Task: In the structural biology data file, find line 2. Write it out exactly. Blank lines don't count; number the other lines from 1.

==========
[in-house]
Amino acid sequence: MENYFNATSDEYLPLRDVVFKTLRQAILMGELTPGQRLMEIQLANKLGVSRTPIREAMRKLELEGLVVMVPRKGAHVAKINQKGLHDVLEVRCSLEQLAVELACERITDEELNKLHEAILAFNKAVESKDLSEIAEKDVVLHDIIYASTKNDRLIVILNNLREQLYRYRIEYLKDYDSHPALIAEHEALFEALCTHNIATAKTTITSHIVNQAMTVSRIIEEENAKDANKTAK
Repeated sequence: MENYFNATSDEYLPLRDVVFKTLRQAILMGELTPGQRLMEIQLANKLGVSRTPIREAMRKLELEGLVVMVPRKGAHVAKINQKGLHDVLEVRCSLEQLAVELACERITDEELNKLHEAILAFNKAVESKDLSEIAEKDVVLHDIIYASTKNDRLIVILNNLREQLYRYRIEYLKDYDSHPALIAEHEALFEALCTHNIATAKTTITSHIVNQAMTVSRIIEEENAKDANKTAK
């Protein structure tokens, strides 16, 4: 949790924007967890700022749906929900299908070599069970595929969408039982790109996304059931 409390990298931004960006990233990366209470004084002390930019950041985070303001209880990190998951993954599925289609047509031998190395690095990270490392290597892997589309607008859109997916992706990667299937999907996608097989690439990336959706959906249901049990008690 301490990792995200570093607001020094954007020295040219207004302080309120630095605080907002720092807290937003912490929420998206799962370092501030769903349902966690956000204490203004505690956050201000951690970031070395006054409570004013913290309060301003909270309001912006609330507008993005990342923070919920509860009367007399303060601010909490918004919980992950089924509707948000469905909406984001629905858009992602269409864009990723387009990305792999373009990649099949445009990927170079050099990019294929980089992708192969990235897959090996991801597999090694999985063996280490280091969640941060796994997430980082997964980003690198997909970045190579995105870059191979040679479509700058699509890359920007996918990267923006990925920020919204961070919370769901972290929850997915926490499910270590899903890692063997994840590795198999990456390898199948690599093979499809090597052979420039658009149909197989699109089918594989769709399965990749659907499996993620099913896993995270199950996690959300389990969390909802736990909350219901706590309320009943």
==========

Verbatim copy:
Amino acid sequence: MENYFNATSDEYLPLRDVVFKTLRQAILMGELTPGQRLMEIQLANKLGVSRTPIREAMRKLELEGLVVMVPRKGAHVAKINQKGLHDVLEVRCSLEQLAVELACERITDEELNKLHEAILAFNKAVESKDLSEIAEKDVVLHDIIYASTKNDRLIVILNNLREQLYRYRIEYLKDYDSHPALIAEHEALFEALCTHNIATAKTTITSHIVNQAMTVSRIIEEENAKDANKTAK